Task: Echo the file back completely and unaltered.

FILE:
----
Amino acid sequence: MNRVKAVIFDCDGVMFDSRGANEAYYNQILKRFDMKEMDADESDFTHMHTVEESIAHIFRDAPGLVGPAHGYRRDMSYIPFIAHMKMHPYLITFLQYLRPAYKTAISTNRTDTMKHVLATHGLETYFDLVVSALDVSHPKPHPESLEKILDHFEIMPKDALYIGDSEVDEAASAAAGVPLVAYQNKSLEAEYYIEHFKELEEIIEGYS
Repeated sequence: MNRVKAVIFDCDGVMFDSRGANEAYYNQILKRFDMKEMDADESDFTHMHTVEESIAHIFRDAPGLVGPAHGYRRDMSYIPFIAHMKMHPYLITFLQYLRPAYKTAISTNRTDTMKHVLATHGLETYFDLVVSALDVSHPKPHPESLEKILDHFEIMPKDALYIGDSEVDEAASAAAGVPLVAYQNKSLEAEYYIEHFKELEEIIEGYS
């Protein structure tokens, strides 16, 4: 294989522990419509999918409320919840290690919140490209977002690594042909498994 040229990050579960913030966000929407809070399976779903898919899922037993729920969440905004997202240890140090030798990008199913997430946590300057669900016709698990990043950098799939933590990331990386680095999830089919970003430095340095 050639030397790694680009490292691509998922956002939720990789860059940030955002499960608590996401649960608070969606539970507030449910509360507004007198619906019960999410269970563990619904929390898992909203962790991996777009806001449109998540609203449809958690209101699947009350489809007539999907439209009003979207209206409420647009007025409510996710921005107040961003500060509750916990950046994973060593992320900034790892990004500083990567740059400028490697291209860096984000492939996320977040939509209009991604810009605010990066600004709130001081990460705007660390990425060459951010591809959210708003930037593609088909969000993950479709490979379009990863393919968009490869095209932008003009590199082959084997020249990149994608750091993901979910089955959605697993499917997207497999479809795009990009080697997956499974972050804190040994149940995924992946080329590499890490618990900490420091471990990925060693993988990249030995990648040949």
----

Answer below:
Amino acid sequence: MNRVKAVIFDCDGVMFDSRGANEAYYNQILKRFDMKEMDADESDFTHMHTVEESIAHIFRDAPGLVGPAHGYRRDMSYIPFIAHMKMHPYLITFLQYLRPAYKTAISTNRTDTMKHVLATHGLETYFDLVVSALDVSHPKPHPESLEKILDHFEIMPKDALYIGDSEVDEAASAAAGVPLVAYQNKSLEAEYYIEHFKELEEIIEGYS
Repeated sequence: MNRVKAVIFDCDGVMFDSRGANEAYYNQILKRFDMKEMDADESDFTHMHTVEESIAHIFRDAPGLVGPAHGYRRDMSYIPFIAHMKMHPYLITFLQYLRPAYKTAISTNRTDTMKHVLATHGLETYFDLVVSALDVSHPKPHPESLEKILDHFEIMPKDALYIGDSEVDEAASAAAGVPLVAYQNKSLEAEYYIEHFKELEEIIEGYS
């Protein structure tokens, strides 16, 4: 294989522990419509999918409320919840290690919140490209977002690594042909498994 040229990050579960913030966000929407809070399976779903898919899922037993729920969440905004997202240890140090030798990008199913997430946590300057669900016709698990990043950098799939933590990331990386680095999830089919970003430095340095 050639030397790694680009490292691509998922956002939720990789860059940030955002499960608590996401649960608070969606539970507030449910509360507004007198619906019960999410269970563990619904929390898992909203962790991996777009806001449109998540609203449809958690209101699947009350489809007539999907439209009003979207209206409420647009007025409510996710921005107040961003500060509750916990950046994973060593992320900034790892990004500083990567740059400028490697291209860096984000492939996320977040939509209009991604810009605010990066600004709130001081990460705007660390990425060459951010591809959210708003930037593609088909969000993950479709490979379009990863393919968009490869095209932008003009590199082959084997020249990149994608750091993901979910089955959605697993499917997207497999479809795009990009080697997956499974972050804190040994149940995924992946080329590499890490618990900490420091471990990925060693993988990249030995990648040949």